I could go on, but this is a blog post, not a book. For more, you may want to check out this link for a video on small schools in New York. You may also want to look into the work by Ted Sizer and Debbie Meier (here and here) on how small schools can help staff collaborate more effectively in order to offer a stronger set of curricula.

I think it’s important we don’t assume that because one type of high school worked for us, that it works for everyone. I agree that there is merit to the large comprehensive high school. I also believe strongly that it simply doesn’t work for everyone.

But you’re right. For small schools to work, they need to be done correctly. That means schools should offer a clear mission and vision, be kept under 400 students, and have long-term support from their district to continue that mission and vision.

In Highline, we’re not doing small schools correctly. At ACE, we will have over 400 students next year. Due to high rates of administrative and staff turnover, our mission and vision have largely been lost. (However, the school leadership team did write a new vision statement this year that holds promise for next.)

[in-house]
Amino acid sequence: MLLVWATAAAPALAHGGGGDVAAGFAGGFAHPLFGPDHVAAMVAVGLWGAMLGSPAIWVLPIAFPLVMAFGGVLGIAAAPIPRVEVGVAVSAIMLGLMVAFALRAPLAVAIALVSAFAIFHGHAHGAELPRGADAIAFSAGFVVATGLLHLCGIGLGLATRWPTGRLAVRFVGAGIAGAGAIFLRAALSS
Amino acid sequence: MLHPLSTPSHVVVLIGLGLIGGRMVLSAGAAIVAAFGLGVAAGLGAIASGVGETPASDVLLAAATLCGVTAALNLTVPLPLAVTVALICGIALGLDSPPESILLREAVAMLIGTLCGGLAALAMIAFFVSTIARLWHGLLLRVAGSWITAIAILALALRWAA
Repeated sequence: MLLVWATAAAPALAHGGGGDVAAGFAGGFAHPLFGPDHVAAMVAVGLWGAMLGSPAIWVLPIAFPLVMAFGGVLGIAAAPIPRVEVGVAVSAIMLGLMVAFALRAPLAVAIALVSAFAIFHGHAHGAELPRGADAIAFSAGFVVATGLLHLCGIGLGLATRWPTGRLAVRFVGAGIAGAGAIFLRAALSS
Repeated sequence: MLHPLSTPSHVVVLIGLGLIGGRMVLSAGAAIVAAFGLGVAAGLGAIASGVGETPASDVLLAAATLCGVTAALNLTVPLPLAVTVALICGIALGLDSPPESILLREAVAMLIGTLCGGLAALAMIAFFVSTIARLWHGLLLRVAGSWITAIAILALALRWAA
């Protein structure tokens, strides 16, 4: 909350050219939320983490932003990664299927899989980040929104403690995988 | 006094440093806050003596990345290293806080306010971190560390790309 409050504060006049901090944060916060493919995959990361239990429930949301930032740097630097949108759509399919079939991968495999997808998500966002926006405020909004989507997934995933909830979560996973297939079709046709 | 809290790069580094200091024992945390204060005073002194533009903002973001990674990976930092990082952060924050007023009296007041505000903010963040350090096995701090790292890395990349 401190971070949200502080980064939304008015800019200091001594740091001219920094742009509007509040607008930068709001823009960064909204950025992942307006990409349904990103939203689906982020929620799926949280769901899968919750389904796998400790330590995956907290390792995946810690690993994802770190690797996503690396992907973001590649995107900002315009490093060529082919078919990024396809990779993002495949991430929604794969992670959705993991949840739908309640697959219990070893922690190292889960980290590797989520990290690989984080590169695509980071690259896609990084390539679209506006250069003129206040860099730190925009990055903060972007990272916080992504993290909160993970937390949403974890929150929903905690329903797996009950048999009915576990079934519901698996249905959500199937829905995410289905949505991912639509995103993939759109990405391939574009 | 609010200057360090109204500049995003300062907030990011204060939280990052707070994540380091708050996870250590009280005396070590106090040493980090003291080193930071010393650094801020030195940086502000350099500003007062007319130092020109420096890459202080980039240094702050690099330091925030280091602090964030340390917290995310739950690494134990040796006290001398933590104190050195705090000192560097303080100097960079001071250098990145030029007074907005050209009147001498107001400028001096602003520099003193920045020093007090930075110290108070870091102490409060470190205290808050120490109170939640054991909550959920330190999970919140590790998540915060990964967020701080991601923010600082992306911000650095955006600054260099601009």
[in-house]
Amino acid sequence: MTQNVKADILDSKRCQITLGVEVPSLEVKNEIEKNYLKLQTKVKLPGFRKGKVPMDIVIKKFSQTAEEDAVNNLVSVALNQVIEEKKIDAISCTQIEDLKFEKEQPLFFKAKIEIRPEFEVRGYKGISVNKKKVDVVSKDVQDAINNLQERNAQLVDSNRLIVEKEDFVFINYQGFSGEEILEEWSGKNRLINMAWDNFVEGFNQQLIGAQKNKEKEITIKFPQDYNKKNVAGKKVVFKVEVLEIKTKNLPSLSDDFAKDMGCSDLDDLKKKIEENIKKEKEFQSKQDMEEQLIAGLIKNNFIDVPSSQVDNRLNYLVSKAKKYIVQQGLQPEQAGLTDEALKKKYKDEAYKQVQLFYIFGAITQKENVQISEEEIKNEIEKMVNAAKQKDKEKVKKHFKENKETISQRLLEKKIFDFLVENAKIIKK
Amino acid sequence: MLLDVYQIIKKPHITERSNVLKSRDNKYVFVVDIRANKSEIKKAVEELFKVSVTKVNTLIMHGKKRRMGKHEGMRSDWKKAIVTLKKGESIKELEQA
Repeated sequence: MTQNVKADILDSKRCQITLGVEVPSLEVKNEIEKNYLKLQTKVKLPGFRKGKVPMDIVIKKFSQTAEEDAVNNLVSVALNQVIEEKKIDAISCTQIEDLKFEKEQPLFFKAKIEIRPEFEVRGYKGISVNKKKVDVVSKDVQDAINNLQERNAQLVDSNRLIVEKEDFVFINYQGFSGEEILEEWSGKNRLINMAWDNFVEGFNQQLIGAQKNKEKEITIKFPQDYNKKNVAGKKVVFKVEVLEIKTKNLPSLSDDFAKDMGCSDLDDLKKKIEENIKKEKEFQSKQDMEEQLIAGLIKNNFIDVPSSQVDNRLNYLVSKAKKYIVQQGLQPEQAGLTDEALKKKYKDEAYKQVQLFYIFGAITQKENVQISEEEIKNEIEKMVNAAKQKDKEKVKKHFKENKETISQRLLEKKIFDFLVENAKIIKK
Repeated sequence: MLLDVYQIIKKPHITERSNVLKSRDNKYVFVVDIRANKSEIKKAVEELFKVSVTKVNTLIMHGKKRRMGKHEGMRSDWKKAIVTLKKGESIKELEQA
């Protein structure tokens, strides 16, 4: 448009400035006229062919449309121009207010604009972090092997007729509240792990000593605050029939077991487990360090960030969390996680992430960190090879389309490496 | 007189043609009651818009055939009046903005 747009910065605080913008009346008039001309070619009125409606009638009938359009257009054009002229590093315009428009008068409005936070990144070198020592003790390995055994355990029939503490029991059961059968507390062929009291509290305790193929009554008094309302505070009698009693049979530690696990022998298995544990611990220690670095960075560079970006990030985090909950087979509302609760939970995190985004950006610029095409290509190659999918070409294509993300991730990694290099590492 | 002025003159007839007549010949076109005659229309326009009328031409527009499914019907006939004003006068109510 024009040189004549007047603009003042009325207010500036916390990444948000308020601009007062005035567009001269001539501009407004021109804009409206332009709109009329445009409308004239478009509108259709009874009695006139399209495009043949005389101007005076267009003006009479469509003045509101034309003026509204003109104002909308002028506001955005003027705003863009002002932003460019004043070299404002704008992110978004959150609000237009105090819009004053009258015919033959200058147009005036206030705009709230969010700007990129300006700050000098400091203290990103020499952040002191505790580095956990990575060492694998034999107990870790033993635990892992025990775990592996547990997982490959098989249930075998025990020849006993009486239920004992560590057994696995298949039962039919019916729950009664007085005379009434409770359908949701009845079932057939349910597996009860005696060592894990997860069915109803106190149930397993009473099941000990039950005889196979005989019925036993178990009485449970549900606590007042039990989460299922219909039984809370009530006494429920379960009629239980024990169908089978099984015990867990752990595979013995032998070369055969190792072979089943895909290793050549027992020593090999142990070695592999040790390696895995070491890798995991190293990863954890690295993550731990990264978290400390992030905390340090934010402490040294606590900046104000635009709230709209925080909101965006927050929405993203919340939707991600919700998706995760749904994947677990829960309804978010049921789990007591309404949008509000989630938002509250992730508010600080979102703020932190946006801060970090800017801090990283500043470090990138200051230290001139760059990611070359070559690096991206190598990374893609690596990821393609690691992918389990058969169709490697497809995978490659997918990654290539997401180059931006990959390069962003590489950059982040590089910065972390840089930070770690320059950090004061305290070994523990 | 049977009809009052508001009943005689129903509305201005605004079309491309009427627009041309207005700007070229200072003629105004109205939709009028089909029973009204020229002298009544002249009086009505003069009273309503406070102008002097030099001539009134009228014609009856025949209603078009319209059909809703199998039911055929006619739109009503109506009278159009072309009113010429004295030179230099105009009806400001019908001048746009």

Also due to high rates of turnover, many of the amazing teachers who worked so hard in the conversion from big Tyee are no longer with us. In their place is a new group of amazing teachers who are less familiar with small school principles.

Lastly, the demands of state testing have vastly altered the job description of our excellent counselor. For a good part of the year, she has become a testing coordinator. Since we’re a small school with only one counselor, that has major repercussions for us. Indeed, since small schools have fewer staff, any time one of them has a change in their responsibilities, there are greater repercussions than there would be at a large school.

So I also have to say “Yes and No.” If Highline can make up its mind to truly fund small schools (by keeping their student populations low, supporting staff stability and PD for new staff on how small schools work, and doing something about the ridiculous amount of time testing steals from our counselor), then I think it is in the best interest of our students to keep them.

If, on the other hand, district administration is uncommitted (and possibly unfamiliar with how small schools are supposed to function), then the large comprehensive high school with academies may be more effective. But only if it’s done correctly.